A breakeven stop is a tool we employ to protect our days beginning balance. After we get our 4 points to “pay for the trade” we can use the 4 points as our risk capital. So we adjust our stop to use that profit as a capital preservation tool.

Market On Close – MOC

Buy or Sell an instrument @ market during the closing range.


Matches are about recognizing capital flow. We want to know which of the Indices are leading and which are lagging. Furthermore and importantly, we are looking for match ups in the different Indices at Pax’s targets. These are significant matches. When targets match in Indices and related markets such as bonds, metals and currencies then we have a major target or level from which to make bigger trading decisions.

Mid-Week Shuffle

The Mid-Week shuffle (often times involves “Rip Your Face Off” contra-trend direction) is a time when markets are trying to affirm or change direction. This involves instruments that are trying to relieve the directional pressure (RSI’s) – general price action that tries to drive out directional players.

Outside Reversal Higher – ORH (Not to be confused with the Opening Range High)

Outside Reversal Higher. When a market’s price range for a particular period is outside the prior period’s range, it is an outside range. A new low from the prior period or bar followed by a new high and a close over the previous bars high – this is an ORH. These are significant as they often occur at the end of a primary downtrend. Multiple time frames can be considered and their significance weighted with other technical factors. They can telegraph big trend changes.

Outside Reversal Lower – ORL (Not to be confused with the Opening Range Low)

Outside Reversal Lower. When a market’s price range for a particular period is outside the prior period’s range, it is an outside range. A new high from the prior period or bar followed by a new low and a close below the previous bars low – this is an ORL. These are significant as they as they often occur at the end of a primary uptrend. Multiple time frames can be considered and their significance weighted with other technical factors. They can telegraph big trend changes.

Why are these important? The (OR) Outside Reversal levels are typically where shorter-term players have “Trailing” or “Resting” stops for profit protection. We identify and track these areas to determine if a trend is abating or it’s just a level that is washing out shorter-time frame investors. This is where the rubber meets the road and direction is decided.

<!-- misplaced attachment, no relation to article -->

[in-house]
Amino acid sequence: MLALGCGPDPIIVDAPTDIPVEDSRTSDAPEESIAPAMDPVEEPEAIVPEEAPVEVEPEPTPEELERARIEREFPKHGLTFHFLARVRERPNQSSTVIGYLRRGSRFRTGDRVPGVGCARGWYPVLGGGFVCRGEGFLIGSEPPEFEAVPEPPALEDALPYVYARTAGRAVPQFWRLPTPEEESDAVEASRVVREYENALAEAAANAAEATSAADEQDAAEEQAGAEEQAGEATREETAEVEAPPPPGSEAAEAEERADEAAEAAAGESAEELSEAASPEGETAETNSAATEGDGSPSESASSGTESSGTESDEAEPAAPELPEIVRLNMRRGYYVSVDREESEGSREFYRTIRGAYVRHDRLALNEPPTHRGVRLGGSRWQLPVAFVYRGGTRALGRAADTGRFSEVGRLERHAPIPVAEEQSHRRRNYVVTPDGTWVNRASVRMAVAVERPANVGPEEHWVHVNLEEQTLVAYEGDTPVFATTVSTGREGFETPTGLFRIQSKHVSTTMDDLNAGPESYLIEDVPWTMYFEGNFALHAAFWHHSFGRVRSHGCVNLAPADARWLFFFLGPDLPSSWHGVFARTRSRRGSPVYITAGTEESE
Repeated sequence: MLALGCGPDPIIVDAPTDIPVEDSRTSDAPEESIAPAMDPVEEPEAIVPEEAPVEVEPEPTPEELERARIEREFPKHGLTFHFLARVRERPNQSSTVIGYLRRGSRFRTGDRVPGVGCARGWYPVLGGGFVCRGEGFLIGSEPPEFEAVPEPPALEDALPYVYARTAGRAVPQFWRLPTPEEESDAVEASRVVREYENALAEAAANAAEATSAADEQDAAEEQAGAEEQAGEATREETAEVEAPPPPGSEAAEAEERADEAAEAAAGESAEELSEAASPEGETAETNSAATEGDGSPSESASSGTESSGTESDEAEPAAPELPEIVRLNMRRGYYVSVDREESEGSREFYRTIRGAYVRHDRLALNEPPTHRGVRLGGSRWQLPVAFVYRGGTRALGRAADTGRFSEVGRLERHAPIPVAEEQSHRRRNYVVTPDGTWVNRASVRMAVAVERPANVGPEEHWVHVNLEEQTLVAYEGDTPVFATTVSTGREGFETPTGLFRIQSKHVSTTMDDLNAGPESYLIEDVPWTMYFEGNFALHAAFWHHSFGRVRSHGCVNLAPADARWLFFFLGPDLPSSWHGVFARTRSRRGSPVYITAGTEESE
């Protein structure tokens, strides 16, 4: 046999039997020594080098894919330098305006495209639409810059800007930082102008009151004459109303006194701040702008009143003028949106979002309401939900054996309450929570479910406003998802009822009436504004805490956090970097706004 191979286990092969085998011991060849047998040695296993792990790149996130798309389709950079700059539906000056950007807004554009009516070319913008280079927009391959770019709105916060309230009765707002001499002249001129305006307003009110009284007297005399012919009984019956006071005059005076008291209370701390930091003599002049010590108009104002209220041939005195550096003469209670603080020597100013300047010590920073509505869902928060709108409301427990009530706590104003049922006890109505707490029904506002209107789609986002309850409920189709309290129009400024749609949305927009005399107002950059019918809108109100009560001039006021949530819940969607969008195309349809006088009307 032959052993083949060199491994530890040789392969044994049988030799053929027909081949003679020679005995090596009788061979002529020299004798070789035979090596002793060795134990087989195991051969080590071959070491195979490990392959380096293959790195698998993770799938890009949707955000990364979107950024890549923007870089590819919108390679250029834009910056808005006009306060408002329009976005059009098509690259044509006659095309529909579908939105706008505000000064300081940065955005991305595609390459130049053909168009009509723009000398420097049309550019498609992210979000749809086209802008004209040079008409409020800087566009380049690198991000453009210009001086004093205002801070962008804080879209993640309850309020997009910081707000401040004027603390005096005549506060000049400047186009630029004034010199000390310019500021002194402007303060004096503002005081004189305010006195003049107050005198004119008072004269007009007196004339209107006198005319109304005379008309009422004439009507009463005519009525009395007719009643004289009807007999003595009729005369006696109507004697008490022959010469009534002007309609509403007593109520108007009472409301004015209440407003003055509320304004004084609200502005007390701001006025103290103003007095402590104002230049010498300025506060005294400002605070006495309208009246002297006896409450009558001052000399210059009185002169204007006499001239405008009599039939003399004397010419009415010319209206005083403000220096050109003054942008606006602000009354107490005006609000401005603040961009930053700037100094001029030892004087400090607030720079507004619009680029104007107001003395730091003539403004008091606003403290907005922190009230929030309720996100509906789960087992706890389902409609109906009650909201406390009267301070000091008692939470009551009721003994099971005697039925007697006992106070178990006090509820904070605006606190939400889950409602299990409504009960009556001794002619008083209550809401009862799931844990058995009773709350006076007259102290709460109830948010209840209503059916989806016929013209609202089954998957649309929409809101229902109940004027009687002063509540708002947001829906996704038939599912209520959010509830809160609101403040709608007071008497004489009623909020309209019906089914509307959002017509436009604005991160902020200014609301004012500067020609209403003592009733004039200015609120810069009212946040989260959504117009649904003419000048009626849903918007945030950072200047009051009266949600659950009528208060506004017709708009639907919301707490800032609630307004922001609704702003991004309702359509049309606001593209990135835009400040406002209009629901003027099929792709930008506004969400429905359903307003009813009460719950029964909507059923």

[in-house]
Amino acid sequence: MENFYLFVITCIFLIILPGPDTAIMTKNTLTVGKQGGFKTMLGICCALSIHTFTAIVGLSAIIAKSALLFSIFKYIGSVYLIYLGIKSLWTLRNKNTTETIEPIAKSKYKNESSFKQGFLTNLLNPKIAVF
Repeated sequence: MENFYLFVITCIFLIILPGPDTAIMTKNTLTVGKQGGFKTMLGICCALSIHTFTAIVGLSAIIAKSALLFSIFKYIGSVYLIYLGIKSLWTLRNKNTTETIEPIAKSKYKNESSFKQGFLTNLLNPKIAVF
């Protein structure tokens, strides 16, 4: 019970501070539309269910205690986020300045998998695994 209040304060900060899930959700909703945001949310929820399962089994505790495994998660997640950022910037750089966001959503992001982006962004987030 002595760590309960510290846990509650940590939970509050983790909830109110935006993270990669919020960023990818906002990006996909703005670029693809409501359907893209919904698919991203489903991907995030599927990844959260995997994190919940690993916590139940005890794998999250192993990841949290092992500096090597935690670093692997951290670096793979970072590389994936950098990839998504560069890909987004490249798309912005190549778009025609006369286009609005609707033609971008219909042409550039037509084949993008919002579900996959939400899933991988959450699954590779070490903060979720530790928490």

Pay for the trade

A first target that enables us to protect our initial balance or be used as risk capital.

Price Action

As technicians we want to see how a particular instrument reacts at a specific price or level.
Is the instrument holding or failing at a specific price or predetermined level? Does the instrument reject or follow through in direction?

Risk On/Off

Risk On is generally a concerted buying of stocks and high yielding assets generated by easy money looking for a return.
Risk Off  is a deleveraging of those trades. Investors sell ( liquidate holdings ) across all asset classes and buy Bonds for safety.


Positions that follow the capital flow over multiple days, weeks and even months.

Scratch Stop

A scratch stop is a stop loss order placed at the exact price we initiated the trade. We are not anchored to price. We employ this stop once the market gives us more than a point or 2 of potential profit but does not pay us our 4 points. If price comes back to OR and stops us out for scratch and moves back out we can always the trade back on. We also will employ a scratch stop after we have paid for our trade to protect the entire 4 points as profit.


Long S&P 500 Futures / Short 30 Year.Bond Futures. This is an indicator of Capital Flow – “Is money is moving into equities and out of Bonds?”

Time Frame Trading

While some short term traders consider a time frame in the minutes or minute, we have a much broader view. We refer to when different regional players come into the market. This can be Europe ’s opening and Asia ’s close or the U.S. opening of Futures through London ’s close and NYC ’s lunch time. The bigger time frames always start and stop at the end or beginning of a major Financial center ’s trading hours. This is when we look for order flow to ebb, and possibly change direction.

Trade Location

The level or area to best manage your risk. This comes down to Intelligent Risk Management. Where can an investor initiate a trade with a defined risk parameter (STOP).
Where can you initiate a trade and have a reasonable chance of success?
In other words… know where you’re wrong. This has two key elements… Timing and Technical level. Both need to be correct.
This is the where and when, very crucial for low risk investing and trading.